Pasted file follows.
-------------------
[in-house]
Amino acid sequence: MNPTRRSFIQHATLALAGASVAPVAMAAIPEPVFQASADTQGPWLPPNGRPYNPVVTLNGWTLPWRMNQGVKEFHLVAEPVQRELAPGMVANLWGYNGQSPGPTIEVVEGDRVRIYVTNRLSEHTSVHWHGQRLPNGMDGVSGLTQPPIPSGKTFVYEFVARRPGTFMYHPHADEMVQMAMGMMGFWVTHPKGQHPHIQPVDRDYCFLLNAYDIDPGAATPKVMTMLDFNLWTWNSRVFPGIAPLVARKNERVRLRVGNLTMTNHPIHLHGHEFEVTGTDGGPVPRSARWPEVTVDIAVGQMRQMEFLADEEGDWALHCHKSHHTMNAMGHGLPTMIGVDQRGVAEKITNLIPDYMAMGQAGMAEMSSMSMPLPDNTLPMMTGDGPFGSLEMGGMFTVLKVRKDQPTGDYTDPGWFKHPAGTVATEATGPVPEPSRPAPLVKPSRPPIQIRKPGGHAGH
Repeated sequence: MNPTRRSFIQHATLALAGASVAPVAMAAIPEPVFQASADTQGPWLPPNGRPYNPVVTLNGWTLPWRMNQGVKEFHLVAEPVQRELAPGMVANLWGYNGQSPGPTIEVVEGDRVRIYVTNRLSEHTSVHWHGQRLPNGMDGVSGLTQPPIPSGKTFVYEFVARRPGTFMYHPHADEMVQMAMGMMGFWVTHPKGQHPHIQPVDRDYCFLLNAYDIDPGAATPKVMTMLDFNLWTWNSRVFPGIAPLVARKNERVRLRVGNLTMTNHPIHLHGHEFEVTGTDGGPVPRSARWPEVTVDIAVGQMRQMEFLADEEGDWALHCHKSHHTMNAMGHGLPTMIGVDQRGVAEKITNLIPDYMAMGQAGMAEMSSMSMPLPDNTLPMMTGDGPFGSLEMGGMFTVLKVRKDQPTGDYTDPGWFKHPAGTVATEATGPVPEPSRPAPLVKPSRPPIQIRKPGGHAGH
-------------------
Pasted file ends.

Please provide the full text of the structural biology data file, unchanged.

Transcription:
[in-house]
Amino acid sequence: MNPTRRSFIQHATLALAGASVAPVAMAAIPEPVFQASADTQGPWLPPNGRPYNPVVTLNGWTLPWRMNQGVKEFHLVAEPVQRELAPGMVANLWGYNGQSPGPTIEVVEGDRVRIYVTNRLSEHTSVHWHGQRLPNGMDGVSGLTQPPIPSGKTFVYEFVARRPGTFMYHPHADEMVQMAMGMMGFWVTHPKGQHPHIQPVDRDYCFLLNAYDIDPGAATPKVMTMLDFNLWTWNSRVFPGIAPLVARKNERVRLRVGNLTMTNHPIHLHGHEFEVTGTDGGPVPRSARWPEVTVDIAVGQMRQMEFLADEEGDWALHCHKSHHTMNAMGHGLPTMIGVDQRGVAEKITNLIPDYMAMGQAGMAEMSSMSMPLPDNTLPMMTGDGPFGSLEMGGMFTVLKVRKDQPTGDYTDPGWFKHPAGTVATEATGPVPEPSRPAPLVKPSRPPIQIRKPGGHAGH
Repeated sequence: MNPTRRSFIQHATLALAGASVAPVAMAAIPEPVFQASADTQGPWLPPNGRPYNPVVTLNGWTLPWRMNQGVKEFHLVAEPVQRELAPGMVANLWGYNGQSPGPTIEVVEGDRVRIYVTNRLSEHTSVHWHGQRLPNGMDGVSGLTQPPIPSGKTFVYEFVARRPGTFMYHPHADEMVQMAMGMMGFWVTHPKGQHPHIQPVDRDYCFLLNAYDIDPGAATPKVMTMLDFNLWTWNSRVFPGIAPLVARKNERVRLRVGNLTMTNHPIHLHGHEFEVTGTDGGPVPRSARWPEVTVDIAVGQMRQMEFLADEEGDWALHCHKSHHTMNAMGHGLPTMIGVDQRGVAEKITNLIPDYMAMGQAGMAEMSSMSMPLPDNTLPMMTGDGPFGSLEMGGMFTVLKVRKDQPTGDYTDPGWFKHPAGTVATEATGPVPEPSRPAPLVKPSRPPIQIRKPGGHAGH